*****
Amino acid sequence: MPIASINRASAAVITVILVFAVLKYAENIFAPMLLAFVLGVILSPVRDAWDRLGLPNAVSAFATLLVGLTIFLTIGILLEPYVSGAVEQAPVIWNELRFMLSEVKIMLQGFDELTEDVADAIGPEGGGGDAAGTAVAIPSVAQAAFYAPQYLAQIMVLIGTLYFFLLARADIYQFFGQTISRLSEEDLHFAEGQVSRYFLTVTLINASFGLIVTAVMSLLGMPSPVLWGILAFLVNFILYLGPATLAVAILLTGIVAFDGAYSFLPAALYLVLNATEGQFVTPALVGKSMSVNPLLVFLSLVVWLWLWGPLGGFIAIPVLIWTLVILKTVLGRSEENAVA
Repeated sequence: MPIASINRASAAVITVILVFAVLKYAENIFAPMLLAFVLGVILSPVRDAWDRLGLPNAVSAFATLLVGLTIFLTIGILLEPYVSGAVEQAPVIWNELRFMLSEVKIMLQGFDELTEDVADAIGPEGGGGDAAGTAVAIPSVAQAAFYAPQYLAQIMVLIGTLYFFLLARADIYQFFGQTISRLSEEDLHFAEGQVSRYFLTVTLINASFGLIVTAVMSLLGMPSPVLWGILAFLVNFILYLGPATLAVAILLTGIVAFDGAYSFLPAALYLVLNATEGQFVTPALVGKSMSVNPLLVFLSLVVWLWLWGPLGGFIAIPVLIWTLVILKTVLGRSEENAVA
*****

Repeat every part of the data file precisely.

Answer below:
Amino acid sequence: MPIASINRASAAVITVILVFAVLKYAENIFAPMLLAFVLGVILSPVRDAWDRLGLPNAVSAFATLLVGLTIFLTIGILLEPYVSGAVEQAPVIWNELRFMLSEVKIMLQGFDELTEDVADAIGPEGGGGDAAGTAVAIPSVAQAAFYAPQYLAQIMVLIGTLYFFLLARADIYQFFGQTISRLSEEDLHFAEGQVSRYFLTVTLINASFGLIVTAVMSLLGMPSPVLWGILAFLVNFILYLGPATLAVAILLTGIVAFDGAYSFLPAALYLVLNATEGQFVTPALVGKSMSVNPLLVFLSLVVWLWLWGPLGGFIAIPVLIWTLVILKTVLGRSEENAVA
Repeated sequence: MPIASINRASAAVITVILVFAVLKYAENIFAPMLLAFVLGVILSPVRDAWDRLGLPNAVSAFATLLVGLTIFLTIGILLEPYVSGAVEQAPVIWNELRFMLSEVKIMLQGFDELTEDVADAIGPEGGGGDAAGTAVAIPSVAQAAFYAPQYLAQIMVLIGTLYFFLLARADIYQFFGQTISRLSEEDLHFAEGQVSRYFLTVTLINASFGLIVTAVMSLLGMPSPVLWGILAFLVNFILYLGPATLAVAILLTGIVAFDGAYSFLPAALYLVLNATEGQFVTPALVGKSMSVNPLLVFLSLVVWLWLWGPLGGFIAIPVLIWTLVILKTVLGRSEENAVA